The base salary for all rank-and-file members of Congress is $174,000, more than triple the median household income of the United States. In exchange for that generous salary, members of Congress work one out of three days.
The House of Representatives was in session for only 18 hours a week in 2013. Members worked only 130 days in 2015. In case you needed more evidence that Congress doesn’t earn its salary, consider this: House and Senate members only worked eight days in April.
Eight work days in a month, with an annual salary of $174,000. Can you imagine? Must be nice!
Meanwhile, in the real world, the average American worker puts in more hours than a medieval peasant. Full-time U.S. employees use only 54 percent of their paid vacation days, sacrificing the rest for fear of falling behind or being replaced. The idea of a congressman skipping that much vacation is laughable, at best.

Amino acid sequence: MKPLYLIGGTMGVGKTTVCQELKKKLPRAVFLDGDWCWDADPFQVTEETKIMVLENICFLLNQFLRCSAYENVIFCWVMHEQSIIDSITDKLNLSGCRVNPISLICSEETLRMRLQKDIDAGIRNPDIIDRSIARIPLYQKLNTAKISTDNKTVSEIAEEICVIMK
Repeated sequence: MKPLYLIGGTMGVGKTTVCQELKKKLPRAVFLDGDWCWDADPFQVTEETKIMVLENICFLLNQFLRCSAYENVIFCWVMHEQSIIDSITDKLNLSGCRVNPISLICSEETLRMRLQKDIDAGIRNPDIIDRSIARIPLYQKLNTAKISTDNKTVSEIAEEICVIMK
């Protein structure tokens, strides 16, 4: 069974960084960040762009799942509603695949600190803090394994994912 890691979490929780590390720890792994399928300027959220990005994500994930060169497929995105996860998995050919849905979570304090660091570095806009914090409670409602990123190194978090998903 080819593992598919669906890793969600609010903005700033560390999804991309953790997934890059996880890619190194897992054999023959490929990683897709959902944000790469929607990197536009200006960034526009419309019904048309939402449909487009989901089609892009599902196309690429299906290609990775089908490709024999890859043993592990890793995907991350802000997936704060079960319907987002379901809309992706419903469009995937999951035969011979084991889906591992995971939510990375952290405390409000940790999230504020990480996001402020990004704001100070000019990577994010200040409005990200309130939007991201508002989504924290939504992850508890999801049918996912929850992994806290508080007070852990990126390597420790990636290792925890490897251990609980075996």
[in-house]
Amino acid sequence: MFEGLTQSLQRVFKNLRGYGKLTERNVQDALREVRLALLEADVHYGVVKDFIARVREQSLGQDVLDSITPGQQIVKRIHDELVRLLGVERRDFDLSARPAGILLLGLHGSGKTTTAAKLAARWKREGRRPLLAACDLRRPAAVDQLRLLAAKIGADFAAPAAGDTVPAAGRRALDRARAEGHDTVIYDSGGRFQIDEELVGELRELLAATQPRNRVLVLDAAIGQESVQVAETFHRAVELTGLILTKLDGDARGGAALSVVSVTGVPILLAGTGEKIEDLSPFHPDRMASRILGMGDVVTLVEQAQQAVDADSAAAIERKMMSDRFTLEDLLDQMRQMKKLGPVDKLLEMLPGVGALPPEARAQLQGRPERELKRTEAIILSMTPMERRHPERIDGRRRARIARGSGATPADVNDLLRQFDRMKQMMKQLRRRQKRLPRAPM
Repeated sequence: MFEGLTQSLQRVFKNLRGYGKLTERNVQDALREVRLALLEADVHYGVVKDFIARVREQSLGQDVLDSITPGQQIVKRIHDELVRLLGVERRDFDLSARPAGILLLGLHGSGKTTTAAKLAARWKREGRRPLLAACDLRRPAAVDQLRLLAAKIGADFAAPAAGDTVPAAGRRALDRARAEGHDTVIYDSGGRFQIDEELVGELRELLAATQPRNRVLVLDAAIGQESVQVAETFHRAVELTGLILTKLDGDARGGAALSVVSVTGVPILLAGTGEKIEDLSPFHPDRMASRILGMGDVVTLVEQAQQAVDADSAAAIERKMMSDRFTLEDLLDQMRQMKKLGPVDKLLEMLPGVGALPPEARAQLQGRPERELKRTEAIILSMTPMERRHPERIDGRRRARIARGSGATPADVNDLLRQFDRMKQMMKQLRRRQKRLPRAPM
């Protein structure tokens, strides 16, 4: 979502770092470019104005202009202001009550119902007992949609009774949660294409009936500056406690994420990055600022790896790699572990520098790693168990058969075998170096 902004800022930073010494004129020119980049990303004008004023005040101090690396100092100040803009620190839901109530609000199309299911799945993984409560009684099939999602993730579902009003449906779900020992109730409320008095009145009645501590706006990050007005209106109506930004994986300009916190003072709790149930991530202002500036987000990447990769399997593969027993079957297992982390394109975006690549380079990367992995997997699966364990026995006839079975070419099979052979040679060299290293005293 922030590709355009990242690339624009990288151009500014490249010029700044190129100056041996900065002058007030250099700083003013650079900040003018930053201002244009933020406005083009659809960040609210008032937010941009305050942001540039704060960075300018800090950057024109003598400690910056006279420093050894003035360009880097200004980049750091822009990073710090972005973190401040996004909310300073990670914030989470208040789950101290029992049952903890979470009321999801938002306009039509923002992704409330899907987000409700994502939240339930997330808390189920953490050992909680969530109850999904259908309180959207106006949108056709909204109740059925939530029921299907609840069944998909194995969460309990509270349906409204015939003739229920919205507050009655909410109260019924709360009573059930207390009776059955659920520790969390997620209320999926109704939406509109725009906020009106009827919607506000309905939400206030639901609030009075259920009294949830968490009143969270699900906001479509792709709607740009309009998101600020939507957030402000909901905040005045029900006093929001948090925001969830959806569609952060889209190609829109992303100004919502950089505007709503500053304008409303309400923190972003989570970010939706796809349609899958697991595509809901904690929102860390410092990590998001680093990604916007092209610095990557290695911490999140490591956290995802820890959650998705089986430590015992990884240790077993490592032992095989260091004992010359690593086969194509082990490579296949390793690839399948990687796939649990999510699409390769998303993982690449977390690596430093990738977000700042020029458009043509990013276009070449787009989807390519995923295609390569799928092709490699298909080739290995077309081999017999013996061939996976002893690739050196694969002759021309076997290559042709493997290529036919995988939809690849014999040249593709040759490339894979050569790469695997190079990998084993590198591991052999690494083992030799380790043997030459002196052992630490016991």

I was raised to believe that how people spend their time is a direct reflection of their priorities. The United States holds more than $19 trillion in debt, not including unfunded liabilities. Our health care, immigration, and justice systems are in desperate need of reform. Public schools are under performing, while families and small businesses are being taxed out of financial security.
Where is our elected leadership? Clearly, they have other priorities.
Members of Congress spend most of their time in their districts, schmoozing with donors, speaking at private events, and securing their next elections. The average House member spent $53,170 of taxpayer money on travel in 2013.
These aren’t legislators, these are professional campaigners.
The American people aren’t being heard by government because the game is rigged. Washington isn’t broken. It’s “fixed.”